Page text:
Montreal UN aviation workers busted in China-Libya drone sale conspiracy

A Chinese national and senior diplomat employed by the ICAO Secretariat in Montreal was also identified in court documents as a member of the alleged conspiracy. He was not charged. The RCMP won't explain why.
Click to play video: '2 former Montreal UN workers accused of trying to sell Chinese drones to Libya'
2 former Montreal UN workers accused of trying to sell Chinese drones to Libya
WATCH: – Apr 23, 2024

Two former employees of the International Civil Aviation Organization, a Montreal-based United Nations agency, have been charged with conspiring to illegally sell Chinese drones and other military equipment to Libya in violation of international sanctions, the RCMP said Tuesday.

Conspiracy charges have been laid against Fathi Ben Ahmed Mhaouek, 61, of Sainte-Catherine, a Montreal suburb, and Mahmud Mohamed Elsuwaye Sayeh, 37, for whom no address was given. Nobody answered the door at the Mhaouek residence this afternoon.

A third alleged member of the conspiracy was named in court records, James Kuang Chi Wan. A police source confirmed Wan is a Chinese national and senior ICAO diplomat and that he was not charged.

The RCMP declined to explain why Wan wasn’t charged, would not discuss if it was because he enjoyed diplomatic immunity in Canada, and would not even say whether he was still in this country.

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Police allege the conspiracy between the three men took place in Brossard, Que., as well in Tunisia, in Egypt, in Libya and in the People’s Republic of China, according to court records.

The charges were laid under the United Nations Act and Regulations relating to the implementation of  United Nations resolutions and special economic measures on Libya, police said.

Fathi Ben Ahmed Mhaouek was arrested and is scheduled to appear in Quebec Court in Montreal later Tuesday, the RCMP’s Integrated National Security Enforcement Team said in a news release.

Sayeh is still wanted and a warrant has been issued for his arrest, the Mounties said.

ICAO headquarters in Old Montreal is a UN agency that promotes aviation safety.

INTERPOL also has issued a special “Red Notice” for Sayeh’s arrest, pursuant to the RCMP warrant.

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The RCMP alleges the two men, while employed by the ICAO, a UN agency in Montreal, were using foreign front companies to circumvent existing international sanctions to facilitate their illegal activities.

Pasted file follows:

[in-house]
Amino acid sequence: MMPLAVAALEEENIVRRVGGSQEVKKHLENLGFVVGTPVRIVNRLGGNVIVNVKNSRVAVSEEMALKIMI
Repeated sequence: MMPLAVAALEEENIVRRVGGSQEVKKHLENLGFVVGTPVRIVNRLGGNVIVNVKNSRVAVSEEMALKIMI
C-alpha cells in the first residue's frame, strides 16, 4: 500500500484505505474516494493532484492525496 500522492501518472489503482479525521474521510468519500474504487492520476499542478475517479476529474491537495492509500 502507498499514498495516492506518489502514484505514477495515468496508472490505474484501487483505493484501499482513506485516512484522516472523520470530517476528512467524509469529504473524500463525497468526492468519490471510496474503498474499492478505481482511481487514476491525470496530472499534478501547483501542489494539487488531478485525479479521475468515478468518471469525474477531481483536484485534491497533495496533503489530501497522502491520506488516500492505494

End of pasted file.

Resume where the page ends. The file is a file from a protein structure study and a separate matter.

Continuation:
A spokesman for ICAO said the UN agency is fully cooperating with the RCMP investigation into Sayeh and Mhaouek, who it said “left the organization a number of years ago.”

“As the investigation and judicial proceedings are ongoing, ICAO is unable to provide further comments at this time,” the UN agency said in an emailed statement, without any further details.

“ICAO strongly condemns any actions of individuals that are inconsistent with the Organization’s values. ICAO is committed to upholding Canada’s laws and regulations, the UN Standards of Conduct, and its own stringent code of ethics,” the UN agency added, without answering any questions Global News sent about when the activities allegedly occurred.

RCMP Sgt. Charles Poirier said the two suspects allegedly planned the conspiracy between 2018 and 2021.

The police probe into the affair began in 2022 after officers received intelligence about it, Sgt. Poirier said.

The RCMP discovered that their conspiracy was never fully materialized, but that the plans involved shipments of millions of barrels of oil and millions of dollars in potential illicit gains for the suspects, Sgt. Poirier told Global News.

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It’s unclear how many drones were involved or if any were ultimately shipped.

The RCMP allege that Sayeh used a scheme that “concealed both military equipment sellers and buyers.”  No further details of the scheme were provided.

The equipment involved was allegedly subject to UN sanctions against Libya, the police said.

The RCMP allege that Mhaouek conspired to facilitate purchases of Libyan oil between prohibited entities and the People’s Republic of China, contrary to the United Nations Act.

The RCMP suggested that its investigation and the arrests were made under its foreign interference  prevention program, which aims to detect and disrupt foreign interference attempts or activities taking place in Canada by or on behalf of foreign actors.

ICAO’s headquarters in Montreal helps 193 nations around the world coordinate aviation policies, standards, regulations and safety measures. It was created in 1944.

With a file from Mike Armstrong at Global News Montreal.

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